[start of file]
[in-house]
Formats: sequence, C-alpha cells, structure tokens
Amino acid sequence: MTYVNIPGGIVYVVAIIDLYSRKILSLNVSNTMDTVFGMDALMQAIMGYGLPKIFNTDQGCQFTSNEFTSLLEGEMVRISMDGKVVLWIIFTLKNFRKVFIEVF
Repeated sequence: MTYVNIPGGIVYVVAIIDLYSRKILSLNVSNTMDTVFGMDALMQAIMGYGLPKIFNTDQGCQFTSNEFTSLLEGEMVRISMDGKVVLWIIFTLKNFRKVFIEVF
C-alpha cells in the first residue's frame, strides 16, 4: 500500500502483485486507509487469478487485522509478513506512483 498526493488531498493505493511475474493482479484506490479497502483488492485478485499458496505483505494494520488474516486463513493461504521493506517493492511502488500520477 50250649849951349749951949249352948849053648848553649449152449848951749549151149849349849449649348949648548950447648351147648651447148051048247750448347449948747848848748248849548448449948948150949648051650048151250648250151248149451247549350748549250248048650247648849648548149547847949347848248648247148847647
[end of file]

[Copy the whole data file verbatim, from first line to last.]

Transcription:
[in-house]
Formats: sequence, C-alpha cells, structure tokens
Amino acid sequence: MTYVNIPGGIVYVVAIIDLYSRKILSLNVSNTMDTVFGMDALMQAIMGYGLPKIFNTDQGCQFTSNEFTSLLEGEMVRISMDGKVVLWIIFTLKNFRKVFIEVF
Repeated sequence: MTYVNIPGGIVYVVAIIDLYSRKILSLNVSNTMDTVFGMDALMQAIMGYGLPKIFNTDQGCQFTSNEFTSLLEGEMVRISMDGKVVLWIIFTLKNFRKVFIEVF
C-alpha cells in the first residue's frame, strides 16, 4: 500500500502483485486507509487469478487485522509478513506512483 498526493488531498493505493511475474493482479484506490479497502483488492485478485499458496505483505494494520488474516486463513493461504521493506517493492511502488500520477 50250649849951349749951949249352948849053648848553649449152449848951749549151149849349849449649348949648548950447648351147648651447148051048247750448347449948747848848748248849548448449948948150949648051650048151250648250151248149451247549350748549250248048650247648849648548149547847949347848248648247148847647